SAN FRANCISCO---Twitter is flocking toward mobile like it is the promised land of revenue.
The road to Twitter's IPO:
On the surface, it appears Twitter has charted a course there by riding the power of the airwaves.
But underneath it all is a new mobile app development framework dubbed Fabric, a platform designed to grow and scale with the app reflecting membership and revenue.
Twitter CEO Dick Costelo launched the social network's first mobile developer conference in quite some time, championing Twitter as "the very best way to keep up" and connect with your world.
More than 1,000 mobile app developers were in attendance at the packed Bill Graham Civic Auditorium, which more closely resembeled a neon-lit nightclub than a cavernous conference hall on Wednesday morning.
Upon entering, guests were invited to tweet, or "Drop," song requests, which would automatically be picked up and blasted over the soundsystem.
Electronic dance music and artisinal coffee from Blue Bottle on opposite ends of hall emitted a flashy vibe, but Costelo got down to business immediately.
Costelo argued that the SDK landscape is made up of "self-interested" approaches, with offerings optimized either for a specific platform or particular capability when "what developers really want is cross-platform consistency."
Answering that call, Costelo and company trotted out Fabric a new SDK and set of integrated services tailored to provide a direct connection between developers and app users.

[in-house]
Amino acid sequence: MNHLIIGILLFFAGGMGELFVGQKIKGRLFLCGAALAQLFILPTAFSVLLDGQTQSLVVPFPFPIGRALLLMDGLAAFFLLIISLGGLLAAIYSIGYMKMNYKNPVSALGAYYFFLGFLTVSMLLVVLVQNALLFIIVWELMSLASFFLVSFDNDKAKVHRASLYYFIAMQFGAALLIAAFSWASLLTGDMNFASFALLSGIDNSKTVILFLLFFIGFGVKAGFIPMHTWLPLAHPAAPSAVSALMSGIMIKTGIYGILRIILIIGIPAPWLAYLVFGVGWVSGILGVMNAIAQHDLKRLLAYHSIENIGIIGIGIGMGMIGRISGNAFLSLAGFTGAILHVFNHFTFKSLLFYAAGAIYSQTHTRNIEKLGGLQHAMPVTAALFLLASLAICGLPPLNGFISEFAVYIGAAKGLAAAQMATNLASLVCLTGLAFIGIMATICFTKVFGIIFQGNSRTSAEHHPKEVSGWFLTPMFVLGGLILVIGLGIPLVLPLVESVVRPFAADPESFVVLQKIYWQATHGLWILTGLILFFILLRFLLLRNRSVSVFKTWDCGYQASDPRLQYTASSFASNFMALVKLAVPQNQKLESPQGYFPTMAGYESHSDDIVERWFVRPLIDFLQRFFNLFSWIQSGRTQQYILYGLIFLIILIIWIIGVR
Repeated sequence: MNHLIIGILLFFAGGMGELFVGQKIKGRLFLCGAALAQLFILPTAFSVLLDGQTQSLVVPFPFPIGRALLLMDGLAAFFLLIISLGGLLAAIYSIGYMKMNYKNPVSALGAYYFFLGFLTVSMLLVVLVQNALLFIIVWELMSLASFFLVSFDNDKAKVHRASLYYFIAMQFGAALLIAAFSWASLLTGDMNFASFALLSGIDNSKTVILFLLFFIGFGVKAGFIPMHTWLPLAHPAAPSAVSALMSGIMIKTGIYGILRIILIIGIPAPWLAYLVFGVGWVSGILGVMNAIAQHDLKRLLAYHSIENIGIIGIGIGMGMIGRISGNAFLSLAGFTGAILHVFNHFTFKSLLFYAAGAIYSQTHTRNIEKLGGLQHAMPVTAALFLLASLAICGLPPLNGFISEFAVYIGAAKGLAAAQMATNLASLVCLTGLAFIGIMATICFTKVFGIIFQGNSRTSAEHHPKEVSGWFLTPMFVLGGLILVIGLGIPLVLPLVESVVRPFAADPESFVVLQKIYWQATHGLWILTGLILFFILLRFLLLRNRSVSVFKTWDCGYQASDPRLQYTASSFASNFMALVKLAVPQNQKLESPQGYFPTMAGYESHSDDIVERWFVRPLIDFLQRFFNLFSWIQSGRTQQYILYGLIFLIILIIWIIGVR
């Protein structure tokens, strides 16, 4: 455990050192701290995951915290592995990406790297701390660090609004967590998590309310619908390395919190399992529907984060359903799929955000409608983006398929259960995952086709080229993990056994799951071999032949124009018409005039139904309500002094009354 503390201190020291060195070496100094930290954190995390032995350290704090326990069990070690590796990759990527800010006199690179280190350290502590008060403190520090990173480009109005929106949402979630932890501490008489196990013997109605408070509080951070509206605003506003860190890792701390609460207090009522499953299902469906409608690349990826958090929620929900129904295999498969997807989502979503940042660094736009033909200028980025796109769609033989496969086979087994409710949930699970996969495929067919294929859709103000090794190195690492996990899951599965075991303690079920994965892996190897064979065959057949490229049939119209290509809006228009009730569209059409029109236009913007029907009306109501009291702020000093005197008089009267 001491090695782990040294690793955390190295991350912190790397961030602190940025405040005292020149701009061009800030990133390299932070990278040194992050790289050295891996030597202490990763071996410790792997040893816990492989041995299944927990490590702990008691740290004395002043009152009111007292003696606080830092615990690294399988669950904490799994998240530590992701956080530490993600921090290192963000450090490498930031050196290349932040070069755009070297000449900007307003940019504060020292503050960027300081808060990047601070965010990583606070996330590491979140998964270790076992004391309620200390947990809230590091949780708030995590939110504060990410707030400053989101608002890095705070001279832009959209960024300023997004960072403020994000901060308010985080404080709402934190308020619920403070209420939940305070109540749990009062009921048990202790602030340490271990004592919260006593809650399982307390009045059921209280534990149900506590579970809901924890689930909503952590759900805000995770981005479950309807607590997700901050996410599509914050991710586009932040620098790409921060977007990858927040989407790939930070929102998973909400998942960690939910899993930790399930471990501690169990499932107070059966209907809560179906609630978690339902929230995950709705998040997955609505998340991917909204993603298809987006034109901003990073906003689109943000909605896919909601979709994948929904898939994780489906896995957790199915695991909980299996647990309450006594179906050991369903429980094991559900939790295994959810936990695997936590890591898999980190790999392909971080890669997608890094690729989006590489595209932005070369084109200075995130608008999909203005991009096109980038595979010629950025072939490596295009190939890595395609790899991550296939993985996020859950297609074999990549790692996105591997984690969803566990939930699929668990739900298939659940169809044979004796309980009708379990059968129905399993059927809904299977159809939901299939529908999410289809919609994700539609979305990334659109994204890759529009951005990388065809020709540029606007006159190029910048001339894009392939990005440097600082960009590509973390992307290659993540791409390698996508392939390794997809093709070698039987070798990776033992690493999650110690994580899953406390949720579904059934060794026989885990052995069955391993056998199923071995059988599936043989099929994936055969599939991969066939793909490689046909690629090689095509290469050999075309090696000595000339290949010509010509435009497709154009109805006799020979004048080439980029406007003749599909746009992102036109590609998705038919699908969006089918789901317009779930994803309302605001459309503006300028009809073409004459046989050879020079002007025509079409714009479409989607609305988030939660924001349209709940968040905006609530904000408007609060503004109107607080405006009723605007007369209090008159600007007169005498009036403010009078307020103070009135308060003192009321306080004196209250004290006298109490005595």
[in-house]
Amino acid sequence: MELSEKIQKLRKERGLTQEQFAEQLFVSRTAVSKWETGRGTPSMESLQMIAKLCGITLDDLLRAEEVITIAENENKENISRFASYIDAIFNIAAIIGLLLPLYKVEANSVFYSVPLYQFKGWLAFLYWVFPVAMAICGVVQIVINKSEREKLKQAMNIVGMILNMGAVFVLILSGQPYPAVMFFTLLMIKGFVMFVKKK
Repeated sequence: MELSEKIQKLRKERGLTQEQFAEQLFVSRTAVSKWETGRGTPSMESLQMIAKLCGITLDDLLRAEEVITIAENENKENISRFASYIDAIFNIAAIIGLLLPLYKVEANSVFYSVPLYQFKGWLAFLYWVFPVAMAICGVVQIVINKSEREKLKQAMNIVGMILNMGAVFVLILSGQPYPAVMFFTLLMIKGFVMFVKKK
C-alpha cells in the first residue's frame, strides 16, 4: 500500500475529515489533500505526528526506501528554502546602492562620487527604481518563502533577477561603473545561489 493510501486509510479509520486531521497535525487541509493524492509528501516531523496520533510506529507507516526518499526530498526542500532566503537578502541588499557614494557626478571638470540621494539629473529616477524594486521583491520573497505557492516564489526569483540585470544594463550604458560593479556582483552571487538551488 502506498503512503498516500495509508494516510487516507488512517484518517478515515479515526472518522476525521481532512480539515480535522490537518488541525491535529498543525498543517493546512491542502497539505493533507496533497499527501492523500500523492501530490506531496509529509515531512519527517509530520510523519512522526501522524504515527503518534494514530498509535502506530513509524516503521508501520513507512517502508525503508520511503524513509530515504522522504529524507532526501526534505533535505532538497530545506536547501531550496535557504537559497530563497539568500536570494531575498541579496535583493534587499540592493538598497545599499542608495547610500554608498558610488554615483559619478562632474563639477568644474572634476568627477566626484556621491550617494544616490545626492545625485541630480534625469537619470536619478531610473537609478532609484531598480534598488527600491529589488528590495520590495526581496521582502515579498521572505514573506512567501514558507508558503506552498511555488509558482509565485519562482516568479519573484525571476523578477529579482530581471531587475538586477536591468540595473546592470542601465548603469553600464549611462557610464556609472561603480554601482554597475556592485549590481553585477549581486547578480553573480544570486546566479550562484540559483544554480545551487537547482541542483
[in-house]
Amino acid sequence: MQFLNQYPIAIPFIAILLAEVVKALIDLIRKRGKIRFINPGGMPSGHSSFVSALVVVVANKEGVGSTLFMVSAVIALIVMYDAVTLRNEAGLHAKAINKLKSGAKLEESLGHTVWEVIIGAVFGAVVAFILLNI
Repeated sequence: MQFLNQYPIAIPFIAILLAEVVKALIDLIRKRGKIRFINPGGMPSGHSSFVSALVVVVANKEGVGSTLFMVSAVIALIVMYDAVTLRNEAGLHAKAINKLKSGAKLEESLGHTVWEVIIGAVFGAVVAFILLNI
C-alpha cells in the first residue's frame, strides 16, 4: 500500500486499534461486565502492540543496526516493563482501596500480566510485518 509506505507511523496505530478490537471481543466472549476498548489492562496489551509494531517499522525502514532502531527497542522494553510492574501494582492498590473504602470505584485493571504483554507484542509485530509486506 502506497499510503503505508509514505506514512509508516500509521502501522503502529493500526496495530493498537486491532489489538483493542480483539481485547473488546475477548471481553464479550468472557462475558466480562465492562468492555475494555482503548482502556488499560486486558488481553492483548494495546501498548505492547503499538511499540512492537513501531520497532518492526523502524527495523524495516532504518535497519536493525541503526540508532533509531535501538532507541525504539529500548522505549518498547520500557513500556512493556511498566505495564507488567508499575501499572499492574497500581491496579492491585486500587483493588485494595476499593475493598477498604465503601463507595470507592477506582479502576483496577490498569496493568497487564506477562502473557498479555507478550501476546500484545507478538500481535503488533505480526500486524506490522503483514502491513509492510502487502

"We power it. Then we get out of the way," Costelo insisted.
Twitter already has some major media power players signed up for Fabric to demonstrate its capabilities. The music scene is stealing the spotlight, starting with Spotify and Jawbone.
But other familiar sources, such as The Wall Street Journal, and established brands such as McDonalds -- fresh off its other deep dive into tech this week with Apple Pay -- are also trying on Fabric.
Fabric, actually made up of a library of SDKs rather than just one, is touted as more seamless way for bringing tweets into apps and sending them out -- all generating another type of fuel blazing through Silicon Valley: data.
For example, McDonalds is using Fabric across all of its mobile channels to deploy and manage its global identity platform to improve customer experiences and marketing engagement.
Revenue-wise, Twitter is leaning on its 2013 acquisition of MoPub for managing relationships with direct advertisers and ad networks. Twitter boasted "thousands of advertisers" are using the MoPub Marketplace to place bids, with more than 170 billion ad requests in the last 30 days.
Twitter engineers doled out some smaller morsels and treats for third-party developers, including "Share Links" for recruiting beta users, "Groups" for pooling these testers together, and extending Crashlytics Labs support to Android.
Also taking a page from Facebook and Google, Twitter is expanding single sign-on capabilities, labeled "Compose," editing the option down to just a few lines of code for developers.
Despite the juiced-up login method -- not to mention the constant threat of hacked Twitter accounts following a slew of breaches in the last few years -- Twitter is already starting to fly away from the traditional email and password.
Tapping into mobile devices for their original purposes -- as telephones -- Twitter is hoping users will be keen on punching in "Digits." The brand-new, white-labeled product, which can be set up with a single line of code, allows members to login using their phone numbers (and cached data) -- no password required.
Digits will be launching for iOS, Android, and mobile web immediately worldwide in 28 languages.